Godzilla Doesn’t Deserve to Be Vilified by the Human Race
Godzilla is not a villain; he’s just an animal of Earth that humanity struggles to understand.
Godzillas’ character has forever and a day been ostracized and vindictively attacked by the human race on any given screen, made to be the enemy of life on planet Earth no matter the era he has been shown.
It is clear time and again that Godzilla has always emerged from the depths of Earth, along with other varying behemoth life forms, clearly not alien in origin, and thus should be considered a legitimate creature of this planet.
Furthermore, the human race concretely proclaims their dominance over all life on Earth and doesn’t acknowledge the integral fact that Godzilla, in his own way, has already made claim as the dominant species long before man.
This understanding is more or less given in the opening dialogue and scenes of Godzilla – Monster Planet. Haruo Sakaki, a main character, is conflicted by the understanding that Godzilla may have had claim to the Earth first before man.
Haruo sets the stage with his monologue whereby he blurs the lines between natural animal and monster, even more so between monster and man, leaning on the potential of them being one and the same.
Some notable statements of this by Haruo is as follows, though in regards to other characters, they admit the adherence that Godzilla is simply a unique organism of Earth; a manifestation of natural law and nature, not to be confused with a villainous monster:
“For the first time Humanity realized that they weren’t the rulers of this planet anymore.”
“Then in the end our worst nightmare appeared; Godzilla, Monster or Man.”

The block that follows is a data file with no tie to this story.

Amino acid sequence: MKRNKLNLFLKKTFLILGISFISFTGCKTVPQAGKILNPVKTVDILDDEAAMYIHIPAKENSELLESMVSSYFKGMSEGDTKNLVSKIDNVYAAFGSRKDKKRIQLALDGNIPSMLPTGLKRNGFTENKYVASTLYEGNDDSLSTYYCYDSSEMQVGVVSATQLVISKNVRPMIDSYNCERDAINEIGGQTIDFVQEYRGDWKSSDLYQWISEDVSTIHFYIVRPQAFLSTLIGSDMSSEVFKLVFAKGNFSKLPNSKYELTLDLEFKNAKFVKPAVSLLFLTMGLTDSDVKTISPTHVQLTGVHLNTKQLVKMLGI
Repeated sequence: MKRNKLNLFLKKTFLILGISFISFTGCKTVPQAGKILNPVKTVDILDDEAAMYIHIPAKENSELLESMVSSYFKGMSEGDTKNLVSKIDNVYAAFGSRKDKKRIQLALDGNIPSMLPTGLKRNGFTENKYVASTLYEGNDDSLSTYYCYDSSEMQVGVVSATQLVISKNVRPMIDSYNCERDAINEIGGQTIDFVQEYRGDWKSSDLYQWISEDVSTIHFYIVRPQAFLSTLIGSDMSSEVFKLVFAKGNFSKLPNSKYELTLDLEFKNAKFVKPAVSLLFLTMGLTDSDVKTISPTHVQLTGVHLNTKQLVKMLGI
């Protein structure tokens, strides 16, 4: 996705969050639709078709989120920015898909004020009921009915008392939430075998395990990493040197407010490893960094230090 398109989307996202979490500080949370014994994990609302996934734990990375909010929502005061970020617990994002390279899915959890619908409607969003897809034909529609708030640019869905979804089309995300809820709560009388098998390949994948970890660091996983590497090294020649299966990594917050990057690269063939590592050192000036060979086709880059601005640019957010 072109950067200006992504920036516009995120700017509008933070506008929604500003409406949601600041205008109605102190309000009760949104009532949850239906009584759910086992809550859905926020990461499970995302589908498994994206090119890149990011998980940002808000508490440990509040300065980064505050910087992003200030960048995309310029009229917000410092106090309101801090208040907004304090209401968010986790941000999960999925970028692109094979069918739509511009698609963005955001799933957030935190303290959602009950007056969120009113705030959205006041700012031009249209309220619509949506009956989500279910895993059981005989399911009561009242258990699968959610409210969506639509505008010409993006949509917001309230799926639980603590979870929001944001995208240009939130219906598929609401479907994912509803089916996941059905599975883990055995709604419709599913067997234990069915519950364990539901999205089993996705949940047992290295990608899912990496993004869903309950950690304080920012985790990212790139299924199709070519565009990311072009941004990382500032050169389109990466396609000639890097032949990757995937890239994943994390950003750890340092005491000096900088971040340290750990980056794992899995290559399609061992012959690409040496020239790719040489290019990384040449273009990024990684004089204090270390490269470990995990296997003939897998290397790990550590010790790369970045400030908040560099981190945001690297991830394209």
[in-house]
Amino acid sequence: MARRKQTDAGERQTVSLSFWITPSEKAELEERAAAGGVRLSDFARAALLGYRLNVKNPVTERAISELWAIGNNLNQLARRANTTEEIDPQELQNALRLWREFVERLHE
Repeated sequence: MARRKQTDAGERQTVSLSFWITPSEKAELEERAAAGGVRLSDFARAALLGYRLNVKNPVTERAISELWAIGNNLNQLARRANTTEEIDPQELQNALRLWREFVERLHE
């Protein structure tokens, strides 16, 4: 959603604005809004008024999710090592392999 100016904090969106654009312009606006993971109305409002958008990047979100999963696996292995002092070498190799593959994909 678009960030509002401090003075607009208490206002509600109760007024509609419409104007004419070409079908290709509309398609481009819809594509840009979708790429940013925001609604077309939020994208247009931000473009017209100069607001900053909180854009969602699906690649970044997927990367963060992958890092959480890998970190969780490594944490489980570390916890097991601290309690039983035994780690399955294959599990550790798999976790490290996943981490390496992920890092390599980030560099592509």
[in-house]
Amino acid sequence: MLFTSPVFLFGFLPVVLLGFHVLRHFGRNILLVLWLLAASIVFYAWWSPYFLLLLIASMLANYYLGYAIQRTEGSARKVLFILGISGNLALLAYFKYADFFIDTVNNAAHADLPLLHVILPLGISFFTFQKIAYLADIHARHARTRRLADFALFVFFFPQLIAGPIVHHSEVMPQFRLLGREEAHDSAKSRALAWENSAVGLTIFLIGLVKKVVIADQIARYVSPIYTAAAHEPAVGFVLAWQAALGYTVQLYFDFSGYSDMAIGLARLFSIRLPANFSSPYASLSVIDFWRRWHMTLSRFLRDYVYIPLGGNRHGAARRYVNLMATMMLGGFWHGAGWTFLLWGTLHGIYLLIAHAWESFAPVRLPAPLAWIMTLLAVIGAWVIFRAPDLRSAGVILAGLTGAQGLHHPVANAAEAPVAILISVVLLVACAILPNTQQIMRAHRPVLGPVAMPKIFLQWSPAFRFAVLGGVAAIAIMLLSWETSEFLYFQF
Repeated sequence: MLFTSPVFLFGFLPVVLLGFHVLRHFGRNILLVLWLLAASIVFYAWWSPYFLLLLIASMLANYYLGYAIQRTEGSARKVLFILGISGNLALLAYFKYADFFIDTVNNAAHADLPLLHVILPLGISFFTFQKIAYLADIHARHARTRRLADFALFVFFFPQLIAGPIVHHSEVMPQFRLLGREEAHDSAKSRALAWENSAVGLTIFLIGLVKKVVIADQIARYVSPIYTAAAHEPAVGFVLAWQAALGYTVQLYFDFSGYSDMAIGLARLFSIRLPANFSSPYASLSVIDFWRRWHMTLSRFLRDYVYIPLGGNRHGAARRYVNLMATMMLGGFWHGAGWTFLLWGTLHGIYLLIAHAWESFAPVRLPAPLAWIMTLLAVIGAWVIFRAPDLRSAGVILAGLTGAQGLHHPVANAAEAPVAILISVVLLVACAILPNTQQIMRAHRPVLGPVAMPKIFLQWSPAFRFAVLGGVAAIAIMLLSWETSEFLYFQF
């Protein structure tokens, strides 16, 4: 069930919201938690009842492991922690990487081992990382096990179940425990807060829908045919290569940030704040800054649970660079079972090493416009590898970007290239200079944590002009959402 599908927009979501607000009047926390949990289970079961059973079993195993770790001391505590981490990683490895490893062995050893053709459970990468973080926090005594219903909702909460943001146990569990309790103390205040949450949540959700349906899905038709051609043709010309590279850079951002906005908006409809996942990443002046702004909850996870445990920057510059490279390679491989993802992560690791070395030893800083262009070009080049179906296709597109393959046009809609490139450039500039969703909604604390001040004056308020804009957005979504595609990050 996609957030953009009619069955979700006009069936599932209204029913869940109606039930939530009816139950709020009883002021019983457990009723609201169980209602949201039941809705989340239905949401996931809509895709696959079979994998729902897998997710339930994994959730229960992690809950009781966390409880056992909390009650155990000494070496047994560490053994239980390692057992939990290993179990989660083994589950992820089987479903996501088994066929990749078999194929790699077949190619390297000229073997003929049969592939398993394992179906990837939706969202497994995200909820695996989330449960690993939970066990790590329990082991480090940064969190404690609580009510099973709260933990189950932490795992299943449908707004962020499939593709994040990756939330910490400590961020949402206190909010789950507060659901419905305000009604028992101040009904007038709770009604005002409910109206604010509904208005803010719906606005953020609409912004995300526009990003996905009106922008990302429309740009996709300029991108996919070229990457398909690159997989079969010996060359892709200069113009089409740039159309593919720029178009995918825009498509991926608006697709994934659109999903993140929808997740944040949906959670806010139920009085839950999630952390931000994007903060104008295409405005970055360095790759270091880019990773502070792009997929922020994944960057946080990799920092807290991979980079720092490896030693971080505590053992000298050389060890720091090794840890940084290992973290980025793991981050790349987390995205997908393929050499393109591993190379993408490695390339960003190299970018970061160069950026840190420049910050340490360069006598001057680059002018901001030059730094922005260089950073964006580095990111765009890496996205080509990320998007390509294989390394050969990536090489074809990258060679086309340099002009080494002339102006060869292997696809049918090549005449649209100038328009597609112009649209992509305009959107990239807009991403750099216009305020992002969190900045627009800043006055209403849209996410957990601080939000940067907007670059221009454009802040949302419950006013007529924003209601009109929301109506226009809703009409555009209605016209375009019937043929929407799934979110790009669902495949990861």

From the movie, it is made clear that Godzilla has established traits and compositions that affirm he’s a native species of Earth, clearly more evolved from the average rate than most species on the planet upon his debut.
It took approximately 20,000 years for the remainder of Earth to somewhat catch up to his evolved state, and that is after the majority of the human race abandoned the planet because of Godzilla’s rampage.
The vilification placed on Godzilla by the humans is not unlike humanity declaring war, or harboring hatred towards another country for some known notable reason that could be understood between both parties; they're in a sentient understanding within the argument, hence a party can vilify another.
However, when it comes to a force of nature against humanity, or a regular animal that might have attacked a human, the animal isn’t attacking from a vindictive nature, but from a normal, programmed part of instinct.
The human may choose to be upset or riled by the animal’s actions, but can certainly not label the animal with a title of villainy, since villainy is a conscious—or sentient—act that cannot be tied to an animal.
A human attributing the term villainy upon an animal comes from an illogical place and can only be classified as a psychological transference, or counter-transference as first defined by Sigmund Freud, “a result of the patient’s influence on unconscious feelings.”
In this case it is the emotions from humanity derived from unconscious negative life experiences placed on Godzilla to better cope with there current trauma.
The true villain ebbs from humanity's frustration within themselves, and the lack of not having the capacity to control a seemingly unstoppable force such as Godzilla, not unlike a stampede of wild beasts that simply follow the programming of nature.
Fixing the term villain on Godzilla is nonsensical and should be corrected to a term befitting a beast, unaware of cognitive, human actions. His existence should be accepted as a manifestation of nature, Earth itself being the acknowledgment that he is not a creature with a vindictive nature capable of villainy.
Godzilla is simply following his natural programming within himself as a wild beast, and humanity should take care not to project their own human qualities onto Godzilla.